UK researchers cite promising signs of 1,000-year-old Anglo Saxon treatment against drug-resistant bacterial infection.
Sometimes you find what you are looking for in the unlikeliest of places. Canadian microbiologist Naowarat (Ann) Cheeptham certainly does.
She is a leading researcher into how best to battle a growing number of antibiotic-resistant superbugs, and she is looking for answers everywhere – from deep subterranean caves to the local sewage treatment plant in her hometown of Kamloops, British Columbia.
Cheeptham’s most recent breakthrough came after she met one of Canada’s top cave explorers: Nick Vieira.
Naturally enough, Vieira spends a lot of time underground – often kilometres deep in twisted caverns cut off from the surface by underground rivers and artesian wells.
The soil and dirt he finds in those subterranean nooks are fuelling Cheeptham’s search for treatments to kill superbugs.
“We find microbes in that soil,” she says. “Pristine organisms that haven’t contacted surface life in any way. When we put them in contact with drug resistance bacteria, we get fascinating results.”
The discovery of penicillin in 1928 sparked a revolution in medicine.
Bacterial infection, a leading cause of death, could suddenly be prevented with a simple drug. Antibiotics followed, attacking harmful microbes even more effectively.
But now many of these bacteria have evolved defences against existing drugs, while the search for their replacements has not been going well – thousands die every year from infections that used to be treatable.
Meanwhile, pharmaceutical companies are reluctant to spend money developing new antibiotics that might not earn as much in the market as Viagra or anti-cholesterol statins.
In her lab at Kamloops’ Thompson River University, Cheeptham and her research assistants hold up petri dishes against a light table. They point at circular patterns surrounded by clear fluid.
“That’s where the cave bacteria are killing the superbugs,” Cheeptham says. “It’s very promising.”
Vieira is happy that his efforts are producing promise in the lab.
“It’s a whole, undiscovered world down there,” he says, standing beneath a cliff-side cave mouth near Canmore, Alberta, in the Canadian Rocky Mountains.
“It’s the last frontier on the planet – under the planet – and working with scientists helps you to discover so much about it,” adds Vieira, who is now delivering bags of cave soil to microbiologists in the United States as well.
In a video on his website, he and a colleague scrape dirt from the sides of a Rocky Mountain cave called Raspberry Rising, where most of the best samples have come from.
In his waterproof cave suit and head lamp, Vieira is visibly gleeful as he fills a plastic bag with clay.
“High-school science, I hated it, but here I am. Who’d have ever thought I’d be learning so much about the world,” he says, his words echoing off the stone walls.
Back on the surface, the search takes another direction.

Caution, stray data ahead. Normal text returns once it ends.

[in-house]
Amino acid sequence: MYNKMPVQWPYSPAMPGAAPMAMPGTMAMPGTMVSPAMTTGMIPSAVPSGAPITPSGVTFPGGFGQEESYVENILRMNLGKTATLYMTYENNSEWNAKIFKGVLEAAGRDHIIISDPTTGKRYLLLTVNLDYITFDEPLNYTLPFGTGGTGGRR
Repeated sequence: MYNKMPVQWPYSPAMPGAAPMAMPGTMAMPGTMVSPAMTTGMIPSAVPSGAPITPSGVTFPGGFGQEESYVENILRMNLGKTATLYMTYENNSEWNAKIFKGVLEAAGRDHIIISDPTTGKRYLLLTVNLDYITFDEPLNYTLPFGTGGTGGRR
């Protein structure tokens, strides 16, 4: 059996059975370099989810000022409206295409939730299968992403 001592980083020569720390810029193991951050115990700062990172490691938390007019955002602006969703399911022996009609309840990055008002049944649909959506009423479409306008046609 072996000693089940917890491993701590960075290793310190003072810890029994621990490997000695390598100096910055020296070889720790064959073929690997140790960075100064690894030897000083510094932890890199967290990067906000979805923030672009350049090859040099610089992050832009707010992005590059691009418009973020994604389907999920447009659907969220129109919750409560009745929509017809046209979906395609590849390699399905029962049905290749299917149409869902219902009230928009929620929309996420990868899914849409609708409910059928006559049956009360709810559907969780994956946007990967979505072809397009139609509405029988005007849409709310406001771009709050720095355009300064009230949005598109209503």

Cheeptham and her undergraduate student, Emma Persad, are delving into medical history as they plumb the sewage lagoon of a Kamloops water treatment plant – in the vials of murky water, there is quite possibly another option to defeat superbugs.
Bacteriophages, also known as phages, are a type of virus with one essential quality: they are deadly to certain forms of bacteria.
Phages were discovered by researchers in France and England during World War I and they became a preferred form of treatment for infection in the former USSR and its satellite countries in Eastern Europe. They are still in use in those areas today.
But thanks to the discovery of antibiotics, which are easier to use and affect more species of bacteria, phages fell out of favour elsewhere.
Persad and Cheeptham are determined to change that. They are working together to convince North Americans and Western Europeans that human and animal waste contains life-saving qualities.
Persad says they are battling Western prejudice, not science, because the effectiveness of phages is well known already.
“In North America, we just don’t like the word ‘virus’,” she says. “We don’t like to think about putting a virus into ourselves to fight a bacterial infection.
“Antibiotics affect all bacteria. They kill even good bacteria in the body but if you use specific bacteriophages then only the bad bacteria, those causing illness, are killed. The good bacteria – in your stomach and intestines – aren’t affected at all.”
Best of all, because phages are a form of virus, there can be no resistance to them.
“All that’s holding us back is our own reluctance,” Persad says.
To Cheeptham, it is all a matter of having as many medical options as possible to save lives.
“I believe that we still need to widen our toolbox – if you think of antibiotics [as being] in a toolbox, we are running out of tools and we need to fill this box. And where should we go to find this? Anywhere we have to.”
Whether it is thousands of metres underground, or in the pungent shores of a sewage lagoon, it is all in the name of saving lives.